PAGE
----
« AnteriorContinua »
Enter Baptista with Catharina and Bianca, Gremio
and Hortensio. Lucentio and Tranio stand by. Bap. Gentlemen Both, importune me no farther, For how I firmly am resolv’d, you know; That is, not to bestow my youngest Daughter, Before I have a husband for the elder ; If either of you both love Catharina, Because I know you well, and love you well, Leave shall you have to court her at your pleasure.
Gre. To cart her rather.- She's too rough for me: There, there, Hortenso, will you any wife?
Cath. I pray you, Sir, is it your will
Hor. Mates, maid, how mean you that? no mates
for you ;
Unless you were of gentler, milder, mould.
Cath. I'faith, Sir, you shall never need to fear,
Hor. From all such devils, good Lord, deliver us.
Tra. Well said, master; mum! and gaze
Bap. Gentlemen, that I may foon make good What I have said, Bianca, get you in;
And let it not displease thee, good Bianca
aj For I will love thee ne'er the less, my girl.
Cath. A pretty Peat! it is best put finger in the
Gre. Why will you mew her up,
of her tongue?
Cath. Why, and, I trust, I may go too, may I not? what, shall I be appointed hours, as tho', belike, I knew not what to take, and what to leave? ha!
[Exit. S С E N E III. Gre. You may go to the devil's dam: your gifts are to good, here is none will hold you. Our love is not so great, Hortensio, but we may blow our nails Dd 2
together, and fast it fairly out. Our cake's dow on both sides. Parewel; yet for the love I bear my sweet Bianca, if I can by any means light on a fit man to teach her That wherein she delights, I will wish him to her Father.
Hor. So will I, Signior Gremio : but a word, I pray; tho' the nature of our quarrel never yet brook'd Parle, know now, upon advice, it toucheth us Both, that we may yet again have access to our fair Mistress, and be happy rivals in Bianca's love, to labour and effect one thing 'specially.
Gre. What's that, I pray?
Gre. I say, a devil. Think'st thou, Hortenso, tho' her father be very rich, any man is so very a fool to be married to hell ?
Hor. Tush, Gremio ; cho' it pass your patience and mine to endure her loud alarms, why, man, there be good fellows in the world, an a man could light on them, would take her with all her faults, and mony enough.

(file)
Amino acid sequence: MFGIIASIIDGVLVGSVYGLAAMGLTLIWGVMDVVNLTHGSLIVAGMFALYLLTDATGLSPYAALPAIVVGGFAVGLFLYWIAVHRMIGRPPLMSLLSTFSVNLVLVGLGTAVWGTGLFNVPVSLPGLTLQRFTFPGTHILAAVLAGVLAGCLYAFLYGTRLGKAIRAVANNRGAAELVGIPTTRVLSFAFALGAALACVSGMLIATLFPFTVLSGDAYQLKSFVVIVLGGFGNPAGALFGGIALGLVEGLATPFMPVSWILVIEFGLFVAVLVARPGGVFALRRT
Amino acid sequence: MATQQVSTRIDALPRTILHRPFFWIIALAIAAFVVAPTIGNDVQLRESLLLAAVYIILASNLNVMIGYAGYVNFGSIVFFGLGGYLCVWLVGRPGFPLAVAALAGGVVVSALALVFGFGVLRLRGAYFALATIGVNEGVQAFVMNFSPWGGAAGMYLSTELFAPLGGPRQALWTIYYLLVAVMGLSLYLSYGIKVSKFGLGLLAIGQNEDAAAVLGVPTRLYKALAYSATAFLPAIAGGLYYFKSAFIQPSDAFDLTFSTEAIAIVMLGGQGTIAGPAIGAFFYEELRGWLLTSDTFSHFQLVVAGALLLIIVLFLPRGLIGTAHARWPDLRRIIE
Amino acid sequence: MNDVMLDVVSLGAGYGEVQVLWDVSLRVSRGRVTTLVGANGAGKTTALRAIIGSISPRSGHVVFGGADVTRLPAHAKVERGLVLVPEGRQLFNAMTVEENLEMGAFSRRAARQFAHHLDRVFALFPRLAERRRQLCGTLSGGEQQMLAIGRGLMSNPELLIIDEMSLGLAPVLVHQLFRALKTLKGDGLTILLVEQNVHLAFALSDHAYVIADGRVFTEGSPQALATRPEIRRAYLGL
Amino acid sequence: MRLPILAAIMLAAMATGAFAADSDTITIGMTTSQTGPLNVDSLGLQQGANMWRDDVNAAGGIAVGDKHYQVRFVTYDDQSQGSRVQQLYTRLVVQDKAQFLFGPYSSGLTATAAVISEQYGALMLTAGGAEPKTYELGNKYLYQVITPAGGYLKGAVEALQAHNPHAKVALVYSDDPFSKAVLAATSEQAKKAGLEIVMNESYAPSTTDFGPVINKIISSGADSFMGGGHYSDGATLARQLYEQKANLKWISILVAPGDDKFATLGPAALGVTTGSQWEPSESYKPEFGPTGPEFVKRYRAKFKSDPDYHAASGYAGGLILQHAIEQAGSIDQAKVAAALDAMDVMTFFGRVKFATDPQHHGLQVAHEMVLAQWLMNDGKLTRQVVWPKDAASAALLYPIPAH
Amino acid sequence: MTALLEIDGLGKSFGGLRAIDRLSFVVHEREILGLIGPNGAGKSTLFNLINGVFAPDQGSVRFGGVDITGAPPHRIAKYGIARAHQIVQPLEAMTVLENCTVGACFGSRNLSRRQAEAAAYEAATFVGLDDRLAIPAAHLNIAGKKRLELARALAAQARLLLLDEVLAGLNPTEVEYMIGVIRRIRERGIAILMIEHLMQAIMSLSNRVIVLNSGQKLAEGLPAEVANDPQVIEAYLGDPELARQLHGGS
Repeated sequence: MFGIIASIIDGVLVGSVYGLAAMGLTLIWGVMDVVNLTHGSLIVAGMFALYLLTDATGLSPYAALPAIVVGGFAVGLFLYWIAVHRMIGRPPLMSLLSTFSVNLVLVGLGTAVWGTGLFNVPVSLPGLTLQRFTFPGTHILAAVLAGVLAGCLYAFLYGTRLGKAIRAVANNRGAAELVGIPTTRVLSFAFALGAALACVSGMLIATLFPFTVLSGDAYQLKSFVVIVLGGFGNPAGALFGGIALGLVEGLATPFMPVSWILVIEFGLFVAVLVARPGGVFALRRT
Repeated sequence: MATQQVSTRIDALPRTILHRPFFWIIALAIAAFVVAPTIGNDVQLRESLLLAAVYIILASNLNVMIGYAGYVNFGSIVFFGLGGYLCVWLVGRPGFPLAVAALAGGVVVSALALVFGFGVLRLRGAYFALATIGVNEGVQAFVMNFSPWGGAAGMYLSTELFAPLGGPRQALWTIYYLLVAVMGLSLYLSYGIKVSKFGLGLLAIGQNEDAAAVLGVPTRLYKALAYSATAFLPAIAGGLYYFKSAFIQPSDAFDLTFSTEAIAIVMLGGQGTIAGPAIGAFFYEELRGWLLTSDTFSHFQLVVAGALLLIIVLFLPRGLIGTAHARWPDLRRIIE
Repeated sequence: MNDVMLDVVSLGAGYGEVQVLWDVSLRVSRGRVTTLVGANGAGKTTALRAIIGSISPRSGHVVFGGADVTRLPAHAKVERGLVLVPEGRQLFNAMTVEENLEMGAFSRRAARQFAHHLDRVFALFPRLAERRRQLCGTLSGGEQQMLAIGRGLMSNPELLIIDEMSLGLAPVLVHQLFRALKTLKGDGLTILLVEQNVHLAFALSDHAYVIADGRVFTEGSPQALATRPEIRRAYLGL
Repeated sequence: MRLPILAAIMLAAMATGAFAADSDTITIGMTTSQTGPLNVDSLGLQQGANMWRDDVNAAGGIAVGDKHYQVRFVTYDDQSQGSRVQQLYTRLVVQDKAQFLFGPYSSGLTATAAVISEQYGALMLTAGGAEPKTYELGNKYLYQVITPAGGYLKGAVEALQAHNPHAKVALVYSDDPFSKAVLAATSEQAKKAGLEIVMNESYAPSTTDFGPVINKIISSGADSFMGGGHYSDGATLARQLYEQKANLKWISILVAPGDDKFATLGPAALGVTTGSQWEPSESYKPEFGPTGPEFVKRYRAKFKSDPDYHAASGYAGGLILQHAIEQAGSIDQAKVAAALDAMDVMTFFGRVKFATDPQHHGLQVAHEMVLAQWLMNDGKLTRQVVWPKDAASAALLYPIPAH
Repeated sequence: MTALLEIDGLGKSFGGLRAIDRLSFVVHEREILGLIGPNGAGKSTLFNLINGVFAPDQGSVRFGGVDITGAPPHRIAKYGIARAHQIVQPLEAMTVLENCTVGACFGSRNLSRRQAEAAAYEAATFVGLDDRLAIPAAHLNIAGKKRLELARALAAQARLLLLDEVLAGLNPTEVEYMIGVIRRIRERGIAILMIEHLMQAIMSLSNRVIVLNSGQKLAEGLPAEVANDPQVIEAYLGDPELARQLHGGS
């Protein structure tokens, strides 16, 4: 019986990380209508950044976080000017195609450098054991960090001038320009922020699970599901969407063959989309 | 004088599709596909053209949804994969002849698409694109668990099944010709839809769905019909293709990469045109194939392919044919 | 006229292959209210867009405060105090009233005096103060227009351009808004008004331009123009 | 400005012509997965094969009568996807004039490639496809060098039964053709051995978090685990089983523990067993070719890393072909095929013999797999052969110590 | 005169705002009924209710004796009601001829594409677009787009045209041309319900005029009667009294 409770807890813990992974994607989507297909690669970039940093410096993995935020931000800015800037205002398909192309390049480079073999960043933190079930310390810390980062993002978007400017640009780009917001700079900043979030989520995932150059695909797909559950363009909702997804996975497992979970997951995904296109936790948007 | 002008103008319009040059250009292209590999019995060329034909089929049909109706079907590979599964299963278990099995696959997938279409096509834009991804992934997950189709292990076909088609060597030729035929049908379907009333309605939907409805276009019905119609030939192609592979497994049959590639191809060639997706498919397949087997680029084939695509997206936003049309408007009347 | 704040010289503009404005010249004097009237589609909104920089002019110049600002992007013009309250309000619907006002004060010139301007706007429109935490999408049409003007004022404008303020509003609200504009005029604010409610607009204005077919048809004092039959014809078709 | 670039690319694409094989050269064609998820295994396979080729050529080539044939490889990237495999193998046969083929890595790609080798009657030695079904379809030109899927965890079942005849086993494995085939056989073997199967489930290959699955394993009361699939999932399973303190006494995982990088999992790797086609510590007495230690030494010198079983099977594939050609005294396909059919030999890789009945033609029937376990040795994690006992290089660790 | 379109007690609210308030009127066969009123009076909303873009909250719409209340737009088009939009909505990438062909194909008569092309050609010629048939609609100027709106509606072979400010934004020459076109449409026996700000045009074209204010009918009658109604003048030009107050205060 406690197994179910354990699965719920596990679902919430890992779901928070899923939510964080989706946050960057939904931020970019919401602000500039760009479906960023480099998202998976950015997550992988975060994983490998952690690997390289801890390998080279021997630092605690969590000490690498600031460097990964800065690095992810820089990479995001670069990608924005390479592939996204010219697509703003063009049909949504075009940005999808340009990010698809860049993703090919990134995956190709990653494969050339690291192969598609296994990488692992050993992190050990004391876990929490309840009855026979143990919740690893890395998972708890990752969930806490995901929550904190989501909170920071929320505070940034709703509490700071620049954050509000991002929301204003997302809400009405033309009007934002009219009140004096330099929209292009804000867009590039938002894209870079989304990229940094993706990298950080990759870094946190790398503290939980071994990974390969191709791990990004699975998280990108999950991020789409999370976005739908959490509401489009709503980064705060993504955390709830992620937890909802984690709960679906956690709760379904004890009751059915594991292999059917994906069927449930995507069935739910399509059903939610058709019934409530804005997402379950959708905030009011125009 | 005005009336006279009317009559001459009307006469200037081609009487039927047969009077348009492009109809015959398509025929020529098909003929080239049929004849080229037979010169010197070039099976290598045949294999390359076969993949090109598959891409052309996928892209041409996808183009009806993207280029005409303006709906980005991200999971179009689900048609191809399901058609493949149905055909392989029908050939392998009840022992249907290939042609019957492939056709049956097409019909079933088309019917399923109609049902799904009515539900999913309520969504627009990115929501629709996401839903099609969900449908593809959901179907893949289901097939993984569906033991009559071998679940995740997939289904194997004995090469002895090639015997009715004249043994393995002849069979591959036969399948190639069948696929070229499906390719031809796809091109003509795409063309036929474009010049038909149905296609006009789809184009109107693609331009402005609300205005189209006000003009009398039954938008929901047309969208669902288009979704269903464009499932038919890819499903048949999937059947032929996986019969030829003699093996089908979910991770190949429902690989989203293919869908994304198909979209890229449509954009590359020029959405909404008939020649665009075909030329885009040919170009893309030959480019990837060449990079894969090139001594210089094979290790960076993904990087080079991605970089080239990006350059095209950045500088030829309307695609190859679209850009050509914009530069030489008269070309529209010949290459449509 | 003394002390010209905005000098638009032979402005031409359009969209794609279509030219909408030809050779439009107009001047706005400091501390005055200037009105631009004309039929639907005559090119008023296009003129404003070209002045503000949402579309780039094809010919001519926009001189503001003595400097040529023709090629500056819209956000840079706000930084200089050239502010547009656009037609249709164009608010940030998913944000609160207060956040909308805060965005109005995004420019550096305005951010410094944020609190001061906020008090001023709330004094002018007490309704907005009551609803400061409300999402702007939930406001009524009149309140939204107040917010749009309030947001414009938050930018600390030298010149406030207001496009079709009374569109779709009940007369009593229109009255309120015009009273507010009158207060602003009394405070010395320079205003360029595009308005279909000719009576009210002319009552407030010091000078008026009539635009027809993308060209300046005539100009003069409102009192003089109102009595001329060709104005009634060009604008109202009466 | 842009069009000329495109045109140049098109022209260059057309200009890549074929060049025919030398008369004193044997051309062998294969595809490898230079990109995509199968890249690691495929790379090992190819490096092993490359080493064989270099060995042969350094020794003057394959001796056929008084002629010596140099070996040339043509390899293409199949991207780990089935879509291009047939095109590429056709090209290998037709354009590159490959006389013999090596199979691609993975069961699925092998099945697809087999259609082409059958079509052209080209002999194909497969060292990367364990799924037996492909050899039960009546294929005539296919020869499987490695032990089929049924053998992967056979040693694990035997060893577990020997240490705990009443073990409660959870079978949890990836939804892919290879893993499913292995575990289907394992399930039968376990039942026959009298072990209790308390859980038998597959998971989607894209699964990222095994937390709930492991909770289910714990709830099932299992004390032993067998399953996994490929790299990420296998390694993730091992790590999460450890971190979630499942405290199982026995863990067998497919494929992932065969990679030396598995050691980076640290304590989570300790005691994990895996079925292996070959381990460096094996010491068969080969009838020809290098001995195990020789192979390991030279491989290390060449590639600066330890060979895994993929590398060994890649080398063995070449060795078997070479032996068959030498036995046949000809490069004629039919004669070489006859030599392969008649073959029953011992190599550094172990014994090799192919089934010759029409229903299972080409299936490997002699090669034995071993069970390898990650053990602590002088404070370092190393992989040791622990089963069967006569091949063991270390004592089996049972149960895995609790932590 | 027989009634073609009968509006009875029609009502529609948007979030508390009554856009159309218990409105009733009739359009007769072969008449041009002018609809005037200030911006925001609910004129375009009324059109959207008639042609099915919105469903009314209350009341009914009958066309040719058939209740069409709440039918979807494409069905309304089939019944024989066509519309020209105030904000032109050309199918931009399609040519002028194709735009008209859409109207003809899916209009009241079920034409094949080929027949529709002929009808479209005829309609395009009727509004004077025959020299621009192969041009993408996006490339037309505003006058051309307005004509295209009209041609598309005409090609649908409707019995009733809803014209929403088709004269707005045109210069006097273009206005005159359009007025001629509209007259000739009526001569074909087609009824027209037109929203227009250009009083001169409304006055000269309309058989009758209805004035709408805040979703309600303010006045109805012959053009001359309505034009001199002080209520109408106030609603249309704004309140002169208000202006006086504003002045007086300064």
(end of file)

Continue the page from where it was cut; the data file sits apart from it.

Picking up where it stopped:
Gre. I cannot tell; but I had as lief take her dowry with this condition, to be whip'd at the high-cross every morning.
Hor. 'Faith, as you say, there's a small choice in rotten apples: but, come, since this bar in law makes us friends, it shall be so far forth friendly maintain'd, 'till by helping Baptista's eldest daughter to a hufband, we set his youngest free for a husband, and then have to't afresh. Sweet Bianca! happy man be his dole! he that runs fastest gets the ring; how fay you, Signior Gremio ?
Gre. I am agreed ; and would I had given him the best horse in Padua to begin his wooing, that would
. throughly wooe her, wed her, and bed her, and rid in the house of her. Come on.
[Exeunt Gremio and Hortensio.
Manent Tranio and Lucentio.
Luc. Oh Tranio, 'till I found it to be true,
Tra. Mafter, it is no time to chide you now;
If Love hath toyl'd you, nought remains but so,
Luc. Gramercy, lad; go forward, this contents;
Tra. Master, you look'd so longly on the maid,
Luc. O yes, I saw sweet Beauty in her face;
th' effe&t of Love in idleness:] i. e. the effect, or virtue of the Flower lo called. See Midsummer Night's Dream.
2 If Love hath touch'd you, nought remains but so,] The next line from Terence, shews that we should read,
If Love hath TOYL'D you, i. e. taken you in his toils, his nets. Alluding to the captus eft, babet, of the same Author.
That made great fove to humble him to her hand,
Luc. Tranio, I saw her coral lips to move,
Tra. Nay, then 'tis time to stir him from his trance :
; Luc. I have it, Tranio.
Tra. Mafter, for my hand,
Luc. Tell me thine first.
Tra. You will be school-master,
Luc. It is : may it be done?
Tra. Not possible: for who shall bear your part,
Luc. Bafta ; - content thee; for I have it full.